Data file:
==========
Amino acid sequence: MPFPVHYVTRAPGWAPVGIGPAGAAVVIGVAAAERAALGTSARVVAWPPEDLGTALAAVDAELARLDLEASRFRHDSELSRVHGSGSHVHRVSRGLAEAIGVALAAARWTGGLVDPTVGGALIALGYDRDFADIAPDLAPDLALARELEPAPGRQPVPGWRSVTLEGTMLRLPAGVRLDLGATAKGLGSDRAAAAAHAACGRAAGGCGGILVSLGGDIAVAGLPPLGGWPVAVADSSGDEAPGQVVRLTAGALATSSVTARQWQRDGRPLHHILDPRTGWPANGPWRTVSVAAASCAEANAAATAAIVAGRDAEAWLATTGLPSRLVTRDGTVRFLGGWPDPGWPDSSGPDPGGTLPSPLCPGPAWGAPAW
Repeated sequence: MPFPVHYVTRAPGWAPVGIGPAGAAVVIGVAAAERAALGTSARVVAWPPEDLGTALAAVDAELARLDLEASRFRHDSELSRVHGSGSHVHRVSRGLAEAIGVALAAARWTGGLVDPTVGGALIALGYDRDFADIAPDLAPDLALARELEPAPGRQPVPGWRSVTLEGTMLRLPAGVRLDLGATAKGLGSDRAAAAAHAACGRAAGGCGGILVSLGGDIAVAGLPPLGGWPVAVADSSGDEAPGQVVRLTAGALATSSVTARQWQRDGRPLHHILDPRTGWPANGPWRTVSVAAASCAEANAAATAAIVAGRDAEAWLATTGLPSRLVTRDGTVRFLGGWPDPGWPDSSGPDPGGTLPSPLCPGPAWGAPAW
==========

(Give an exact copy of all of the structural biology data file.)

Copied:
Amino acid sequence: MPFPVHYVTRAPGWAPVGIGPAGAAVVIGVAAAERAALGTSARVVAWPPEDLGTALAAVDAELARLDLEASRFRHDSELSRVHGSGSHVHRVSRGLAEAIGVALAAARWTGGLVDPTVGGALIALGYDRDFADIAPDLAPDLALARELEPAPGRQPVPGWRSVTLEGTMLRLPAGVRLDLGATAKGLGSDRAAAAAHAACGRAAGGCGGILVSLGGDIAVAGLPPLGGWPVAVADSSGDEAPGQVVRLTAGALATSSVTARQWQRDGRPLHHILDPRTGWPANGPWRTVSVAAASCAEANAAATAAIVAGRDAEAWLATTGLPSRLVTRDGTVRFLGGWPDPGWPDSSGPDPGGTLPSPLCPGPAWGAPAW
Repeated sequence: MPFPVHYVTRAPGWAPVGIGPAGAAVVIGVAAAERAALGTSARVVAWPPEDLGTALAAVDAELARLDLEASRFRHDSELSRVHGSGSHVHRVSRGLAEAIGVALAAARWTGGLVDPTVGGALIALGYDRDFADIAPDLAPDLALARELEPAPGRQPVPGWRSVTLEGTMLRLPAGVRLDLGATAKGLGSDRAAAAAHAACGRAAGGCGGILVSLGGDIAVAGLPPLGGWPVAVADSSGDEAPGQVVRLTAGALATSSVTARQWQRDGRPLHHILDPRTGWPANGPWRTVSVAAASCAEANAAATAAIVAGRDAEAWLATTGLPSRLVTRDGTVRFLGGWPDPGWPDSSGPDPGGTLPSPLCPGPAWGAPAW